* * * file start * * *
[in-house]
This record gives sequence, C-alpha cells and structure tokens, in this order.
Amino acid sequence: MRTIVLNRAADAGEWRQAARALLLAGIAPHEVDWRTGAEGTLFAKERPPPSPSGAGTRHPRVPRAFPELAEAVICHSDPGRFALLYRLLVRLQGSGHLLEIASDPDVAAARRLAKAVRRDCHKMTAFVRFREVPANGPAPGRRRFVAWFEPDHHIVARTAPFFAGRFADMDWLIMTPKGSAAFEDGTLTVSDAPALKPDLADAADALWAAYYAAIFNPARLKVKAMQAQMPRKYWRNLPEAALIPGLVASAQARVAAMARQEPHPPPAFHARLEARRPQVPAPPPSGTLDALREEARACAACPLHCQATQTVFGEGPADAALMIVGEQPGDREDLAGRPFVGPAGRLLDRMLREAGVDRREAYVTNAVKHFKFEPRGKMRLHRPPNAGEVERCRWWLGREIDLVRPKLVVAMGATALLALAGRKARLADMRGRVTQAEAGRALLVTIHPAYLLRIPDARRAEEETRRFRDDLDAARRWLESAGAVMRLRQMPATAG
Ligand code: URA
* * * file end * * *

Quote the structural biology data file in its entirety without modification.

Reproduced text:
[in-house]
This record gives sequence, C-alpha cells and structure tokens, in this order.
Amino acid sequence: MRTIVLNRAADAGEWRQAARALLLAGIAPHEVDWRTGAEGTLFAKERPPPSPSGAGTRHPRVPRAFPELAEAVICHSDPGRFALLYRLLVRLQGSGHLLEIASDPDVAAARRLAKAVRRDCHKMTAFVRFREVPANGPAPGRRRFVAWFEPDHHIVARTAPFFAGRFADMDWLIMTPKGSAAFEDGTLTVSDAPALKPDLADAADALWAAYYAAIFNPARLKVKAMQAQMPRKYWRNLPEAALIPGLVASAQARVAAMARQEPHPPPAFHARLEARRPQVPAPPPSGTLDALREEARACAACPLHCQATQTVFGEGPADAALMIVGEQPGDREDLAGRPFVGPAGRLLDRMLREAGVDRREAYVTNAVKHFKFEPRGKMRLHRPPNAGEVERCRWWLGREIDLVRPKLVVAMGATALLALAGRKARLADMRGRVTQAEAGRALLVTIHPAYLLRIPDARRAEEETRRFRDDLDAARRWLESAGAVMRLRQMPATAG
Ligand code: URA